Aroma -  Tropical fruits, orange rind and floral hop notes.  Hops are very up front with hints of caramel malt and the lightest hint of roast.  Some alcohol sweetness present in the nose, however it's not a hot or solventy type of heat.

Flavor - For an under 1.010 FG beer there is still some hints of sweetness but most likely from the alcohol.  There are hints of roasted malt (very slight) and some caramel malt but this beer is primarily dominated by the hops.  Mixed citrus notes, piney and floral.

Overall -  The efficiency of my system has been yielding higher starting gravity wort lately so while we set out to brew a Black IPA...this one ended up to be more of a Double Black IPA.  The color, hop aroma and roast/caramel malt notes were exactly what we set out for.  I would try to work the Sinamar or Maltoferm into the brew kettle the next time around like we originally planned to do.  I can't say that I specifically detect it in the final beer, however there may be a slight chalkiness there...and that could be adding to the sweetness that I'm perceiving as alcohol sweetness as well.  Either way I would recommend this Black IPA recipe to anyone looking to try out a slightly higher ABV Black IPA.  Maybe just lower the target ABV to 6-7% and use the Sinamar/Maltoferm in the boil kettle.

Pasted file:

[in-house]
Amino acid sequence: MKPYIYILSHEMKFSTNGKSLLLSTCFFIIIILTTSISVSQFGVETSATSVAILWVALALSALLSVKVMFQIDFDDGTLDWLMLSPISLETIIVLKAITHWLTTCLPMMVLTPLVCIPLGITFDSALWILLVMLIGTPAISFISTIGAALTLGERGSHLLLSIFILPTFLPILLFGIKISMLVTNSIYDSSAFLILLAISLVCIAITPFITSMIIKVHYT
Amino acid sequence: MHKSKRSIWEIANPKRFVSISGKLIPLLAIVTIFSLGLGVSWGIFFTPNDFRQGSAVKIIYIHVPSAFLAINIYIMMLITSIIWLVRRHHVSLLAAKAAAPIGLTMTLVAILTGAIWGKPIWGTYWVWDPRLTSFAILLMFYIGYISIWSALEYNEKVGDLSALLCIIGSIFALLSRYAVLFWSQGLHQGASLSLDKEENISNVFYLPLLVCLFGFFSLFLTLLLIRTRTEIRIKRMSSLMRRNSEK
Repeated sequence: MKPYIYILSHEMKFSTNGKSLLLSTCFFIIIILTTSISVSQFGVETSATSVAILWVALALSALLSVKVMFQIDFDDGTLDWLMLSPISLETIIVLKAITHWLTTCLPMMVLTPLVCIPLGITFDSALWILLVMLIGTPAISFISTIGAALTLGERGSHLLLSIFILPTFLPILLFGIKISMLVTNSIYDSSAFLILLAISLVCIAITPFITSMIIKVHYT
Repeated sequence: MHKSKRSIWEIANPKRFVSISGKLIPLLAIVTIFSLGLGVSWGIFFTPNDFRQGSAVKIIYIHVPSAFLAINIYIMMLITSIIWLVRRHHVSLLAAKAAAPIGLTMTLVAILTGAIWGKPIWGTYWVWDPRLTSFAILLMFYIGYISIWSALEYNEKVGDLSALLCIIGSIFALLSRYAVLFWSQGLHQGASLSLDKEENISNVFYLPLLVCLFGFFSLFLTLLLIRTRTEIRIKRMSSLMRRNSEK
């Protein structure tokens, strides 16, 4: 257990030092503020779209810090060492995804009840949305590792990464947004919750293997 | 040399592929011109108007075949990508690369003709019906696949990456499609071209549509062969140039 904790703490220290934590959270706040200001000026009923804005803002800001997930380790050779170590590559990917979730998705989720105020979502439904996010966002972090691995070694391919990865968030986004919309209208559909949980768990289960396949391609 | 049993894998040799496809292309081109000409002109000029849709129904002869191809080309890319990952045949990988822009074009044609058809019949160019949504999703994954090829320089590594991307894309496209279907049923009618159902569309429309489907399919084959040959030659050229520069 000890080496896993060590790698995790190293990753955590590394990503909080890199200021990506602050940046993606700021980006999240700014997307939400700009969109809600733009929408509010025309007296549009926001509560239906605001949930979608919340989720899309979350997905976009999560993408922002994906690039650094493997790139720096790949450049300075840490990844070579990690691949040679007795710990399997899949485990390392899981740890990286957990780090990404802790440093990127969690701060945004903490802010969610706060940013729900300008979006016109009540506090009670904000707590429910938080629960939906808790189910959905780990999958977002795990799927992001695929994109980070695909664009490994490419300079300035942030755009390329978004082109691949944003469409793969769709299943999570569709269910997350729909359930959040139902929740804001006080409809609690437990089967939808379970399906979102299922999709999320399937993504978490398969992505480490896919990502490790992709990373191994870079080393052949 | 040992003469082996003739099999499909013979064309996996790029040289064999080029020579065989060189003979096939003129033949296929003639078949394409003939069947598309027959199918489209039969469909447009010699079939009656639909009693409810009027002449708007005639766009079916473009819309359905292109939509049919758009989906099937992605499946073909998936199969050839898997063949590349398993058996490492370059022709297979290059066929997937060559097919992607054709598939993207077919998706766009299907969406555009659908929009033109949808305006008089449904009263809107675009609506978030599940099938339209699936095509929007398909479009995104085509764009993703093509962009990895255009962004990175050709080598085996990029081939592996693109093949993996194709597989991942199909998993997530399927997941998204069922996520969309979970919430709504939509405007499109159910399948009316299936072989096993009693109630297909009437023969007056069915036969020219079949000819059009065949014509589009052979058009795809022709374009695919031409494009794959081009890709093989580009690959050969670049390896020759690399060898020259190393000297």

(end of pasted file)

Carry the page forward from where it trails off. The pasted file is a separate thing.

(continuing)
Tuesday, July 17, 2012

American Wheat Pale Ale

This time around I set out to brew a nice and dry, wheat based American Pale Ale.  I wanted to pack in as much orange and lemon zest notes that I could into a fairly easy drinking wheat based beer.  I toyed with the idea of adding some lemon and orange zest to one of the kegs, however once I tasted the finished beer I decided to pass on the citrus zest addition.  Between the Sorachi Ace and Amarillo hops this beer had all the citrus notes that I wanted from the hops alone.  I'm still not certain I love what the Sorachi Ace hops added to this beer.  Yes the lemon notes are there, however I do get hints of the dreaded "dill" that other brewers have noted with the use of Sorachi Ace. The next time around I may switch out he Sorachi Ace hops with some Citra hops.  I did like how the WLP320 - American Wheat yeast kept the yeast profile  of this beer fairly neutral and it certainly dried it out. My final gravity was closer to 1.005 and the oats helped the beer to maintain some body.  The keys to this beer is the use of the oats (at least 4%) and the heavey use of late addition hops and dry hops. The recipe is simple and I feel as though it makes one great hoppy summer beer.